Background: In the Diabetes Prevention Program (DPP), interventions with metformin (plus standard lifestyle advice) or intensive lifestyle changes (ILC) reduced the risk of developing type 2 diabetes mellitus (DM) by 31% and 58%, respectively, versus control (standard lifestyle advice only) in patients with impaired glucose tolerance (IGT).
Objective: The goal of this study was to establish whether implementing the active treatments used in the DPP would be cost-effective in Australia, France, Germany, Switzerland, and the United Kingdom.
Methods: A Markov model simulated 3 states-IGT, type 2 DM, and deceased-using probabilities from the DPP and published data. Country-specific direct costs were used throughout.
Results: Assuming only within-trial effects and costs of interventions, both metformin and ILC improved life expectancy versus control. Mean improvements in nondiscounted life expectancy were 0.11 and 0.22 years for metformin and ILC, respectively. Both interventions were associated with cost savings versus control in all countries except the United Kingdom, where a small increase in costs was observed in both intervention arms. When a lifetime effect of interventions was assumed, incremental improvements in life expectancy were 0.35 and 0.90 years for metformin and ILC, respectively. Results were sensitive to probabilities of developing type 2 DM, the projected long-term duration of effect of interventions after the 3-year trial period, the relative risk of mortality for type 2 DM compared with IGT, and the costs of implementing the interventions.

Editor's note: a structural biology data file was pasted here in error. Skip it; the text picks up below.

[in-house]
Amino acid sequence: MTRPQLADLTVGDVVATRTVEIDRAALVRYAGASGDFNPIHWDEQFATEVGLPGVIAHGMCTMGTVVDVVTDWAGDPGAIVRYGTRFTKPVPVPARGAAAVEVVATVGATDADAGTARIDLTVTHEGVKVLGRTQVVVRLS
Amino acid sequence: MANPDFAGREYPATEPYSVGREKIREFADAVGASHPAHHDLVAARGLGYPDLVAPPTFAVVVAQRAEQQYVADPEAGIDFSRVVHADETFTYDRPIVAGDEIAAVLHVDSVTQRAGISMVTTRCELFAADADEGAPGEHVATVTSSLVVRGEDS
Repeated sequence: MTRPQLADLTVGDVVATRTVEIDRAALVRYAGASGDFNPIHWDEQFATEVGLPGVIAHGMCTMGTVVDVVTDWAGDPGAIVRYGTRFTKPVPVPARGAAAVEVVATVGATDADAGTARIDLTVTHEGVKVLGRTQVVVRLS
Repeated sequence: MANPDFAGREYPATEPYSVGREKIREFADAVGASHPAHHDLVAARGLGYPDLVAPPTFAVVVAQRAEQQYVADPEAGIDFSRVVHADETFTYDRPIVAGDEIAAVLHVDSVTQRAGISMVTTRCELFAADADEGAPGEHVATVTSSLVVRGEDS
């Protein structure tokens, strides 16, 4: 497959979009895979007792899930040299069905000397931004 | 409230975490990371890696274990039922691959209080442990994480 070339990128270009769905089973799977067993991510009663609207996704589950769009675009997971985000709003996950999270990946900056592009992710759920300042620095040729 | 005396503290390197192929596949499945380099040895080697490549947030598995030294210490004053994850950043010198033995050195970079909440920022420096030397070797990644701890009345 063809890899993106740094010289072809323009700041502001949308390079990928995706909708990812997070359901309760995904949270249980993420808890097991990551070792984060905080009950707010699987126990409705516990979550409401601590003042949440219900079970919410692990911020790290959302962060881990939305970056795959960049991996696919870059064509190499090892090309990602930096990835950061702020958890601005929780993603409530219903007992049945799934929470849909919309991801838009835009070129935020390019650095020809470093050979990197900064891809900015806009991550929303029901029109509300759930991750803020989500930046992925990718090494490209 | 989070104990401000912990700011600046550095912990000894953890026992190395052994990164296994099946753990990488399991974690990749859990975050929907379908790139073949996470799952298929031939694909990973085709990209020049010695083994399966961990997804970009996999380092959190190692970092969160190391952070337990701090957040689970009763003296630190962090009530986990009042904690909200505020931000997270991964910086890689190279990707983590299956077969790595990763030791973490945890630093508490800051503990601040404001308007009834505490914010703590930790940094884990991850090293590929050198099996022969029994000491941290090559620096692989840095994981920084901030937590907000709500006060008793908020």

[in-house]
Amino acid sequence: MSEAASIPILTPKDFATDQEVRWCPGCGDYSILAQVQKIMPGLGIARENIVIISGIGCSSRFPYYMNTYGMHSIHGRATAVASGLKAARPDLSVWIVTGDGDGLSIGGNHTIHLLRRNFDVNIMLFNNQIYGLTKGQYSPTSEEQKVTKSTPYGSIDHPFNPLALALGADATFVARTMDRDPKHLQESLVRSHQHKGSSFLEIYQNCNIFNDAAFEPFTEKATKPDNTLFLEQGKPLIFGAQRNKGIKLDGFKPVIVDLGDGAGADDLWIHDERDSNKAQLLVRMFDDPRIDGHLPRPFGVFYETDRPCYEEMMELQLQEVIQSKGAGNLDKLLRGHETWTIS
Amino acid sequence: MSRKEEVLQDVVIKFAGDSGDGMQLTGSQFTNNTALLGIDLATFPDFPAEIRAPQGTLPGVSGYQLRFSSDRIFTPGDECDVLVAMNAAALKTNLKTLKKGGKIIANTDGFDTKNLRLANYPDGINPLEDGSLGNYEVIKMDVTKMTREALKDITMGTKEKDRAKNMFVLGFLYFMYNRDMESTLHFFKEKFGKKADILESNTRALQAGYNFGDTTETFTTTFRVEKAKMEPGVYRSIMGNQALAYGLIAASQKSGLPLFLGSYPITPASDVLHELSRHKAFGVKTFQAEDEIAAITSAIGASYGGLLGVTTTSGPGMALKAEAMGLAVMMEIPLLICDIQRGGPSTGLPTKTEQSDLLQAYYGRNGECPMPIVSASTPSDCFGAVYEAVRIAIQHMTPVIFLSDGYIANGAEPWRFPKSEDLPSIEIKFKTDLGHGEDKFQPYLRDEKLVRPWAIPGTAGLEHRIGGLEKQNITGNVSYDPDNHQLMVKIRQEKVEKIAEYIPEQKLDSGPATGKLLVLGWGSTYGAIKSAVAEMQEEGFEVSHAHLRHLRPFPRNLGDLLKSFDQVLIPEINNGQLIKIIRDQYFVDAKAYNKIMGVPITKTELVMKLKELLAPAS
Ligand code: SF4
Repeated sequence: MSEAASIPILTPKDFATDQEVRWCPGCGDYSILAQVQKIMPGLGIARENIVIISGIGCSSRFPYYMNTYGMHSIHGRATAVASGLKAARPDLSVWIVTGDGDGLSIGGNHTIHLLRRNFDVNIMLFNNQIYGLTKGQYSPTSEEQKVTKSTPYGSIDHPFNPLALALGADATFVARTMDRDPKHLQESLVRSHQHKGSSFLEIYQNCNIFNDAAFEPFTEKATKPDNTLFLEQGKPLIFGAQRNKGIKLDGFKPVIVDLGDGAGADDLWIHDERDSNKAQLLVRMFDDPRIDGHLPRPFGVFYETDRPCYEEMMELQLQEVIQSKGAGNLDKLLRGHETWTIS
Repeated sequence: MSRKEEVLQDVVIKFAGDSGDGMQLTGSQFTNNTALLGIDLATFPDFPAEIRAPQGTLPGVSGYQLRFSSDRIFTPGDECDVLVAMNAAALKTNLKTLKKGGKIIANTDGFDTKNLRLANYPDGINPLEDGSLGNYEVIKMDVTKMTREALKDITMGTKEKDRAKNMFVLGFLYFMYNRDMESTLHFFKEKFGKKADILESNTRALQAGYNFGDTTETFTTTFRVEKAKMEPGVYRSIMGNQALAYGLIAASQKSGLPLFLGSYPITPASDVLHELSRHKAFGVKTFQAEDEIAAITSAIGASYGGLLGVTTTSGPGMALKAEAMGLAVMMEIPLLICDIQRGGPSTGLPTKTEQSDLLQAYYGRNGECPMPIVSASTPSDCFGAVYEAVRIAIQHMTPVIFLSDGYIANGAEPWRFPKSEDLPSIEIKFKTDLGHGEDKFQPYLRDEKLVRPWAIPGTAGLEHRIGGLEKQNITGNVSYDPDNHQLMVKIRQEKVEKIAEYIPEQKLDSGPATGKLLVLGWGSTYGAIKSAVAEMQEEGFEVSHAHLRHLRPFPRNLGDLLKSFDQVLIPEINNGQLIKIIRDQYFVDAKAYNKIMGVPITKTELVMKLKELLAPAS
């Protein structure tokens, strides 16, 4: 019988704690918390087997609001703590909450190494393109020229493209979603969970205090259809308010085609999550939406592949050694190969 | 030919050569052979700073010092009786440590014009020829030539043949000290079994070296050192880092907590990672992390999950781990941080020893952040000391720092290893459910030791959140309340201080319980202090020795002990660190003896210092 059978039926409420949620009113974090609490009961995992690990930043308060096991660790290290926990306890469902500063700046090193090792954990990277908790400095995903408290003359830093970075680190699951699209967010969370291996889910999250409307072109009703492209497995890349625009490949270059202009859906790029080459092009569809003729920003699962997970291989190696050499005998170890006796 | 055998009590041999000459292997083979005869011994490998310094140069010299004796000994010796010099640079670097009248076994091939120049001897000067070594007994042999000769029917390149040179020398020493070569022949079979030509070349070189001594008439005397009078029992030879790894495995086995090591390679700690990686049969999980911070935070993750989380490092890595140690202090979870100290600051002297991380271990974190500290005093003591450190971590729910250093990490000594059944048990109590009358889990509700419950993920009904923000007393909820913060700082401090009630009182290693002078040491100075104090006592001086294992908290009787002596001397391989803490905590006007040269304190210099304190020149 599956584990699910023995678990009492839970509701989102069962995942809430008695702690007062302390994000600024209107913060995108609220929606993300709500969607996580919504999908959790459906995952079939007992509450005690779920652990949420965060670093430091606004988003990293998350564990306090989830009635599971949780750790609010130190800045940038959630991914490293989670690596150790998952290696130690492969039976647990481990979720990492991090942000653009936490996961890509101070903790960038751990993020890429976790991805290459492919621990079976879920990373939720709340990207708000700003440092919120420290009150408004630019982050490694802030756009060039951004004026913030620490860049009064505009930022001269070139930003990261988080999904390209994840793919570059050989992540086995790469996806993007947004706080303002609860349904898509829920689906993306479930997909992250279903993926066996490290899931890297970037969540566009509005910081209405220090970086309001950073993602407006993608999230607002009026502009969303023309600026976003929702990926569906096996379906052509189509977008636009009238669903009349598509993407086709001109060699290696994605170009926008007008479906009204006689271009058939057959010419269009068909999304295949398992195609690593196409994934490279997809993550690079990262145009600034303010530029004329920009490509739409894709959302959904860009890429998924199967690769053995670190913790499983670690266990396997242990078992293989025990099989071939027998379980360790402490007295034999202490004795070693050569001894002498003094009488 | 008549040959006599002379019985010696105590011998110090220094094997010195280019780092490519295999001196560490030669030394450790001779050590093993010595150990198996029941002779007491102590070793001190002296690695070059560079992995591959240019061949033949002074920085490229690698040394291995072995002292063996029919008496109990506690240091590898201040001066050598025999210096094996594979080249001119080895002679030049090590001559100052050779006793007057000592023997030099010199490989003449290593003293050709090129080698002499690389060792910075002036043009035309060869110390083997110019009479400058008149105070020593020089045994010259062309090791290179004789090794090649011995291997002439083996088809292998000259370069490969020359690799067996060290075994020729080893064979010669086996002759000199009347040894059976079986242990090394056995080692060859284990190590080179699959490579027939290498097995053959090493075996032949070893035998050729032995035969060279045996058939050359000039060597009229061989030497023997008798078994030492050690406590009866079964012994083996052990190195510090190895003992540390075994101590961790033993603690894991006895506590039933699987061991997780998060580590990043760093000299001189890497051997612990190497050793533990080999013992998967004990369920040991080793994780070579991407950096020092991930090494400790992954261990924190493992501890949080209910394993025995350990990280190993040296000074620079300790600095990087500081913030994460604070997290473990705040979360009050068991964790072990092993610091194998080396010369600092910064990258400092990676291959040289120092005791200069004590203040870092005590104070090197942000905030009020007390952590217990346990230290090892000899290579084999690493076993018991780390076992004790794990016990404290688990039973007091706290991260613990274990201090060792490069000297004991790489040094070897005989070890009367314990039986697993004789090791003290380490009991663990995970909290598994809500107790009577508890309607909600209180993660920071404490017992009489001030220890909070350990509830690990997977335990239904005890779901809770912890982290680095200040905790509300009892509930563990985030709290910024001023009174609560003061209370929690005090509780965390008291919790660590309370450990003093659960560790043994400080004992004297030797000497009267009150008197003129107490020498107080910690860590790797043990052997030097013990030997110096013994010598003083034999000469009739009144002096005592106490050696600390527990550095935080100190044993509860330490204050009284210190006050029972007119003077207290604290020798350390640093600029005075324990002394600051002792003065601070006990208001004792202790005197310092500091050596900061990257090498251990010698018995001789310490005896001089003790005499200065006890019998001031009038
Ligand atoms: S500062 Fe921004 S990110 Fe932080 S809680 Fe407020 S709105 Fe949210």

Conclusions: Based on probabilities from the DPP and published data, in this model analysis, incorporation of the DPP interventions into clinical practice in 5 developed countries was projected to lead to an increase in DM-free years of life, improvements in life expectancy, and either cost savings or minor increases in costs compared with standard lifestyle advice in a population with IGT. Thus, financial constraints should not prevent the implementation of DM prevention programs.